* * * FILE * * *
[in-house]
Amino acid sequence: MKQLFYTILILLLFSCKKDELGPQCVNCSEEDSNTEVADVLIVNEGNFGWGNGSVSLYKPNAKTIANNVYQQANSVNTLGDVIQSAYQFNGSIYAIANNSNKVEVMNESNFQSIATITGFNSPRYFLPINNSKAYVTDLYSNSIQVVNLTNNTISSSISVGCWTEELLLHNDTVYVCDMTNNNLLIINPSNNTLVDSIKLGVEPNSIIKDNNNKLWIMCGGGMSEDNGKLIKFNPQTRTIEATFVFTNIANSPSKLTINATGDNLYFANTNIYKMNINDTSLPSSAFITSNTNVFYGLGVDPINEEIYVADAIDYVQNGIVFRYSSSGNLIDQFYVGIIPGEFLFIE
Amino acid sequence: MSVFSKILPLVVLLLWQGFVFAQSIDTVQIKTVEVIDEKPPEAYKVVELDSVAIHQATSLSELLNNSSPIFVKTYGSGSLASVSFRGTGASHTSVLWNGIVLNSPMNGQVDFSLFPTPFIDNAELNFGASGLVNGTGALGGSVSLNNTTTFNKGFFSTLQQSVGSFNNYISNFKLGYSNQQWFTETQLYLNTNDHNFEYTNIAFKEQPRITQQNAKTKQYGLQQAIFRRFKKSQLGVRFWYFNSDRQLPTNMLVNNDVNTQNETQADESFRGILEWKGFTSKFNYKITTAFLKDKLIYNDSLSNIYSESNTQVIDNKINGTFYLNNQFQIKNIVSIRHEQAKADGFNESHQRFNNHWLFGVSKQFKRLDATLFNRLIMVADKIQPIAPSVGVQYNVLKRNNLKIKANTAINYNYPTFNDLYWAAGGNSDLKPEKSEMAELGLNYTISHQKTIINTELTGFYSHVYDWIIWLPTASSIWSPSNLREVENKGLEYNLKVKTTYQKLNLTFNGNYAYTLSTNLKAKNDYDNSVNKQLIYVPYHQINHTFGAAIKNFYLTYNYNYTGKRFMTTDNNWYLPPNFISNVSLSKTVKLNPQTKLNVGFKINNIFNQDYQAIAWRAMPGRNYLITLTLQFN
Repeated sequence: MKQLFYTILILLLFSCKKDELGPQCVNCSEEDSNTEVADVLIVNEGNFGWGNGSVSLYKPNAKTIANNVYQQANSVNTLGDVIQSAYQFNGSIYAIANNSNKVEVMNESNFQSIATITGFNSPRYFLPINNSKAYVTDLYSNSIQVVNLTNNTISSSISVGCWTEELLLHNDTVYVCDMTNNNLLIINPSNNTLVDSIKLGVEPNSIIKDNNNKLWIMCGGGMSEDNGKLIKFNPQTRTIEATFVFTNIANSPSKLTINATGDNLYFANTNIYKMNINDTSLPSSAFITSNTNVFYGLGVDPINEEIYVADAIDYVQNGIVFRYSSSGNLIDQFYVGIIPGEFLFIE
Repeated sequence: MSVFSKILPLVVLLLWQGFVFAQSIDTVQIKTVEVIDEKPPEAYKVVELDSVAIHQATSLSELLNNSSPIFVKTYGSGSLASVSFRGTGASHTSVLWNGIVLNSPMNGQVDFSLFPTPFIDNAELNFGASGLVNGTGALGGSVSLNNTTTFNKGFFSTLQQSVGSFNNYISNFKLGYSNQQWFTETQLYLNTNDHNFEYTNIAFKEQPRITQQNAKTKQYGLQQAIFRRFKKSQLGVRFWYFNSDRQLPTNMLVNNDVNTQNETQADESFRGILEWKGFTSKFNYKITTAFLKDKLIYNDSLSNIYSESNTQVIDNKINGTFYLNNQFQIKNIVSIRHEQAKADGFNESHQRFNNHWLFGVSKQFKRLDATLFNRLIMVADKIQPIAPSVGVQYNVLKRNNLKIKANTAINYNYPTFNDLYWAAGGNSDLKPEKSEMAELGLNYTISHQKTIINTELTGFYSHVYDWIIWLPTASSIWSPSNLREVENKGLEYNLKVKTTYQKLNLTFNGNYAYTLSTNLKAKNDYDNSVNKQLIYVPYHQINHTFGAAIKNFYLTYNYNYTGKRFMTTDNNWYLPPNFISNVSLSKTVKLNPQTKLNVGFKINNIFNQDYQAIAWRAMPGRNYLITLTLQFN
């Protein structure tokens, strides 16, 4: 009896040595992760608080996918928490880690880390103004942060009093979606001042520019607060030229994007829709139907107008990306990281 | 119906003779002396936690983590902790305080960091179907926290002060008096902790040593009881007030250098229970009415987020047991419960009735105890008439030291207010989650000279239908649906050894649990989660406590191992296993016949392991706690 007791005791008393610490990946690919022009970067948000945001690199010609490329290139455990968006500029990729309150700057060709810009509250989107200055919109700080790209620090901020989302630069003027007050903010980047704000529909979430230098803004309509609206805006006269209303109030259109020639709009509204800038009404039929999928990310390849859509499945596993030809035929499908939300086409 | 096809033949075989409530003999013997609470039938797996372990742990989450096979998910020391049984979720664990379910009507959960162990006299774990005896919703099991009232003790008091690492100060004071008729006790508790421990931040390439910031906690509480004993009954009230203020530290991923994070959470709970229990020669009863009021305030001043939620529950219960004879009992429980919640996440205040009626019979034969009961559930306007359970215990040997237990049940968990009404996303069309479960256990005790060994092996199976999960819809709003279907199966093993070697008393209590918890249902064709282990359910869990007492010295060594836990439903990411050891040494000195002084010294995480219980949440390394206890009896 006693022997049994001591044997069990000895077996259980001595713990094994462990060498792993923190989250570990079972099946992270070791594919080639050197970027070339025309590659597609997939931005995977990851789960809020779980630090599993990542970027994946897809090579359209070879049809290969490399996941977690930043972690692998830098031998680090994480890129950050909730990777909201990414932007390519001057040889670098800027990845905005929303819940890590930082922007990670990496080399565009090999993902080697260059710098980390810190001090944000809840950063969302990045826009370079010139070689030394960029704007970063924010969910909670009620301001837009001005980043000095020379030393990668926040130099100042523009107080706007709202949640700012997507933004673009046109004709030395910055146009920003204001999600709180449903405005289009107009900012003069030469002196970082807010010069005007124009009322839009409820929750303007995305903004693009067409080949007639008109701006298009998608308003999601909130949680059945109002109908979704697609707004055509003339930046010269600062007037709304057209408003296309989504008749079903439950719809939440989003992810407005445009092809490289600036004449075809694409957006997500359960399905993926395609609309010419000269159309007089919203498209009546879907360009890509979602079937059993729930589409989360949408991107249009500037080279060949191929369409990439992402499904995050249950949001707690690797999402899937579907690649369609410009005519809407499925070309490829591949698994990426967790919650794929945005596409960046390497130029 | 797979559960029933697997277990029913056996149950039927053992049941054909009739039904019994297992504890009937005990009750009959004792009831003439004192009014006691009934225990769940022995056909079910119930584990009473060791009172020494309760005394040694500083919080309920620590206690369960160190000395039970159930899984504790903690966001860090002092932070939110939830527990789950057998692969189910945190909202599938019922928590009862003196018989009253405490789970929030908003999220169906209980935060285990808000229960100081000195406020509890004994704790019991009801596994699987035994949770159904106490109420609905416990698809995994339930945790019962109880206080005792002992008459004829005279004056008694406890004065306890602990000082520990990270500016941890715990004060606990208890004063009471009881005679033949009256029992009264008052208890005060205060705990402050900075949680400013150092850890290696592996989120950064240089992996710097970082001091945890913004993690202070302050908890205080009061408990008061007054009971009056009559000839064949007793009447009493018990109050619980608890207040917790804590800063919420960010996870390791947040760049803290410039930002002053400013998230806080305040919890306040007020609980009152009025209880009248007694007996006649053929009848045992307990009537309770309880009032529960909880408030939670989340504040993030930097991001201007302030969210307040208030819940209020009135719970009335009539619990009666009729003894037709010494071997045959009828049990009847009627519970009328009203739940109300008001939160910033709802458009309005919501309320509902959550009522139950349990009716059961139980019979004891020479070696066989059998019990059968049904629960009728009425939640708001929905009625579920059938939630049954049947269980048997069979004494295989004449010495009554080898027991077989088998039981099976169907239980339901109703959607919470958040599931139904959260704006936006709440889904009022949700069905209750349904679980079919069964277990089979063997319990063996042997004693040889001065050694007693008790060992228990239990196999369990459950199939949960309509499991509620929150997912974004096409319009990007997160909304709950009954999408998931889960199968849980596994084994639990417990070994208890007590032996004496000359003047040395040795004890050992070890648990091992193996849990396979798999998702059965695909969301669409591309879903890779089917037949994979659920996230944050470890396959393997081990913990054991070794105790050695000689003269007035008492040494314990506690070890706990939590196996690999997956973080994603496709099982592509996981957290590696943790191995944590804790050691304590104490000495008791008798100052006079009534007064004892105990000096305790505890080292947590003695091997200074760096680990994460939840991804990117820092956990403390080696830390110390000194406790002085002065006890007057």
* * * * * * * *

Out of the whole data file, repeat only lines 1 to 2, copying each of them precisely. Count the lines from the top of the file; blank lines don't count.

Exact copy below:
[in-house]
Amino acid sequence: MKQLFYTILILLLFSCKKDELGPQCVNCSEEDSNTEVADVLIVNEGNFGWGNGSVSLYKPNAKTIANNVYQQANSVNTLGDVIQSAYQFNGSIYAIANNSNKVEVMNESNFQSIATITGFNSPRYFLPINNSKAYVTDLYSNSIQVVNLTNNTISSSISVGCWTEELLLHNDTVYVCDMTNNNLLIINPSNNTLVDSIKLGVEPNSIIKDNNNKLWIMCGGGMSEDNGKLIKFNPQTRTIEATFVFTNIANSPSKLTINATGDNLYFANTNIYKMNINDTSLPSSAFITSNTNVFYGLGVDPINEEIYVADAIDYVQNGIVFRYSSSGNLIDQFYVGIIPGEFLFIE